Discretion gone

One of the most talked about and contentious issues among harness racing insiders is set to be a problem no more.

I understand the HRNZ board are to announce that discretion will be removed from the country’s ratings based handicapping system.

The decision will certainly make the conspiracy theorists and tinfoil hat wearers in the game happy.

They regularly take to online forums, social media and bend anyone’s ear to point out that some horses have been dropped two or three points when others have only dropped one.

I think it is fair to say there seemed to be cases where it was fair to ask why a horse was dropped more than one rating point.

From an overall perspective, there did not appear to be consistent use of discretion.

Obviously, is in the interests of fairness and transparency and that must be a good thing.

The most interesting point of this unconfirmed change is that the move aligns the New Zealand system with the new Australian ratings system.

The Aussies look like they are on to a winner with the system they have designed.

In my opinion, it is more streamlined and less complicated than the New Zealand one.

Though it is important to note that both have been designed to achieve the same thing – increase turnover through better use of the horse population.

The Australian system is set to be a success because of their larger horse population.

My prediction is that success will lead to more changes in New Zealand to align with Australia.

That will be welcome news to the chorus of trainers here that have massive issues with the way the current system is operating.

Ultimate machete or pocket knife?

Regular readers of this column will be well aware of my thoughts on colonial stallions.

There have been quite a few since Christian Cullen and Courage Under Fire both went to the breeding barn and I don’t think any of them could be deemed a commercial success.

Ultimate Machete will attempt to buck that trend when he stands under a two-stud deal in the spring.

I really hope he is a roaring success and bucks the trend of his Australasian bred counterparts.

The breeding industry can ill afford the utter wastage an under performing colonial sire produces through his noncompetitive stock.

One major plus Ultimate Machete has going for him is that he has been sensibly priced.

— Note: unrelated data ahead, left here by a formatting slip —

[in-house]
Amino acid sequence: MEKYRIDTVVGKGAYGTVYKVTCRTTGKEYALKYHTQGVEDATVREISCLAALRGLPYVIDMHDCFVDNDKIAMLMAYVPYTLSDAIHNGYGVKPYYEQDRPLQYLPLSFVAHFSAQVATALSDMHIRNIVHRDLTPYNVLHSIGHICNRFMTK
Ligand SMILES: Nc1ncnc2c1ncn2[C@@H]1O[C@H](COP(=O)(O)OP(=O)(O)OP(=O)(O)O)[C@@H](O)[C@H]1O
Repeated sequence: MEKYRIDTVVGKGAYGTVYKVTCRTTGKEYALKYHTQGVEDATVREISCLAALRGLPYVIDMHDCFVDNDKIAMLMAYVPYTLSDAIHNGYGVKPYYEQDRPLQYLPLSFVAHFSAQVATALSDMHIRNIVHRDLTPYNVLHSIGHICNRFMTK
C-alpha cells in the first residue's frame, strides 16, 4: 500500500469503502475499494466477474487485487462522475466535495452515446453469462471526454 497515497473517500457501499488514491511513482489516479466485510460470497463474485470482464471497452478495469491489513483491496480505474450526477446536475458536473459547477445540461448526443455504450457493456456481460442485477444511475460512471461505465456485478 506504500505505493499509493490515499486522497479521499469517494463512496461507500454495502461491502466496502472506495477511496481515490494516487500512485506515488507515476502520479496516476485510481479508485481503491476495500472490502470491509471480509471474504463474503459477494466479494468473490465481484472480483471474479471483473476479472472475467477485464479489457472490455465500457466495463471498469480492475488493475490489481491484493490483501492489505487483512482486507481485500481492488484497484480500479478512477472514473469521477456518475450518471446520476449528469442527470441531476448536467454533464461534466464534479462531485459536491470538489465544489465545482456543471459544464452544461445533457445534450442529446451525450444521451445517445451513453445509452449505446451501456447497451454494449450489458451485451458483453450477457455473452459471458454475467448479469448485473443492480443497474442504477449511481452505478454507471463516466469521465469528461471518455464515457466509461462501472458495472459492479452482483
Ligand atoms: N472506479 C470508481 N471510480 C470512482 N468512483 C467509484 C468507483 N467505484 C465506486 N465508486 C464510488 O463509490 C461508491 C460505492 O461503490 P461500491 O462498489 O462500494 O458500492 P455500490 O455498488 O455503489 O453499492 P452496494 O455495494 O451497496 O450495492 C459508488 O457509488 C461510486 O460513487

Breeders are desperate for a stallion to come along and successfully service the lower end of the stud market.

Ultimate Machete’s $3000 stud fee will be inviting for breed-to-race broodmare owners to have a punt.

There is another key aspect to that price is that it is likely to separate him from Lazarus.

As they are both sons of Bettor’s Delight, they will be competing for the same pool of mares.

Of course, that is if a stud deal can be confirmed for Lazarus.

It should be settled by the time some people have forgotten how good he was.

Shake my head

I read with disbelief that a driver was given just a four-day suspension for allowing his feet to contact the hocks of the horse he was driving, recently.

In an age where animal welfare is under such high scrutiny, it is hard to comprehend why that act would not attract a higher penalty.

I understand the starting point for an improper driving charge is an eight day suspension.

I think it is time that rule is changed and a much more severe penalty is established.

Harness racing can simply not have this kind of act beamed to TV sets across Australasia and computer monitors across the world.

Let’s be honest.

The New Zealand judicial system is soft.

And the industry has plenty of sympathisers.

This is the country where television hosts defend drivers who bet on a horse other than the one they are driving.

Give me a spell.

I would much rather spend my time advocating for the good of the sport.